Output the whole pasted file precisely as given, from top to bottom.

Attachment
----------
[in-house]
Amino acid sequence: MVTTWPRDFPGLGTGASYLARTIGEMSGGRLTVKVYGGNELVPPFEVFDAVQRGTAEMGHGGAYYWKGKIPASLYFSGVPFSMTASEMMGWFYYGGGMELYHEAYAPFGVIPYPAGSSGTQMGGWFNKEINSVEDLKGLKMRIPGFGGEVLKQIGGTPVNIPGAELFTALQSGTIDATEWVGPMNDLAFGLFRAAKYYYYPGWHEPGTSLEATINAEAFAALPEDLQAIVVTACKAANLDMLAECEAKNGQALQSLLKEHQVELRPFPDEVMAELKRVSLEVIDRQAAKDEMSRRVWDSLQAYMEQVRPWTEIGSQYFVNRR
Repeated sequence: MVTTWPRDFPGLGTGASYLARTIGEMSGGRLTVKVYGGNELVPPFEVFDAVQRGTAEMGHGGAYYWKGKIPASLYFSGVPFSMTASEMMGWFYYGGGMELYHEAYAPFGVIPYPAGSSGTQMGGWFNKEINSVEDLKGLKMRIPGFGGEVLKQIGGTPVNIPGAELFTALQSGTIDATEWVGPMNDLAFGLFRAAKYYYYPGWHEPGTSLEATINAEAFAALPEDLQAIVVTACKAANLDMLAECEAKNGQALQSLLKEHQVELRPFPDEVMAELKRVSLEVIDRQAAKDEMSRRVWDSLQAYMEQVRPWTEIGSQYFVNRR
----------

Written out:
[in-house]
Amino acid sequence: MVTTWPRDFPGLGTGASYLARTIGEMSGGRLTVKVYGGNELVPPFEVFDAVQRGTAEMGHGGAYYWKGKIPASLYFSGVPFSMTASEMMGWFYYGGGMELYHEAYAPFGVIPYPAGSSGTQMGGWFNKEINSVEDLKGLKMRIPGFGGEVLKQIGGTPVNIPGAELFTALQSGTIDATEWVGPMNDLAFGLFRAAKYYYYPGWHEPGTSLEATINAEAFAALPEDLQAIVVTACKAANLDMLAECEAKNGQALQSLLKEHQVELRPFPDEVMAELKRVSLEVIDRQAAKDEMSRRVWDSLQAYMEQVRPWTEIGSQYFVNRR
Repeated sequence: MVTTWPRDFPGLGTGASYLARTIGEMSGGRLTVKVYGGNELVPPFEVFDAVQRGTAEMGHGGAYYWKGKIPASLYFSGVPFSMTASEMMGWFYYGGGMELYHEAYAPFGVIPYPAGSSGTQMGGWFNKEINSVEDLKGLKMRIPGFGGEVLKQIGGTPVNIPGAELFTALQSGTIDATEWVGPMNDLAFGLFRAAKYYYYPGWHEPGTSLEATINAEAFAALPEDLQAIVVTACKAANLDMLAECEAKNGQALQSLLKEHQVELRPFPDEVMAELKRVSLEVIDRQAAKDEMSRRVWDSLQAYMEQVRPWTEIGSQYFVNRR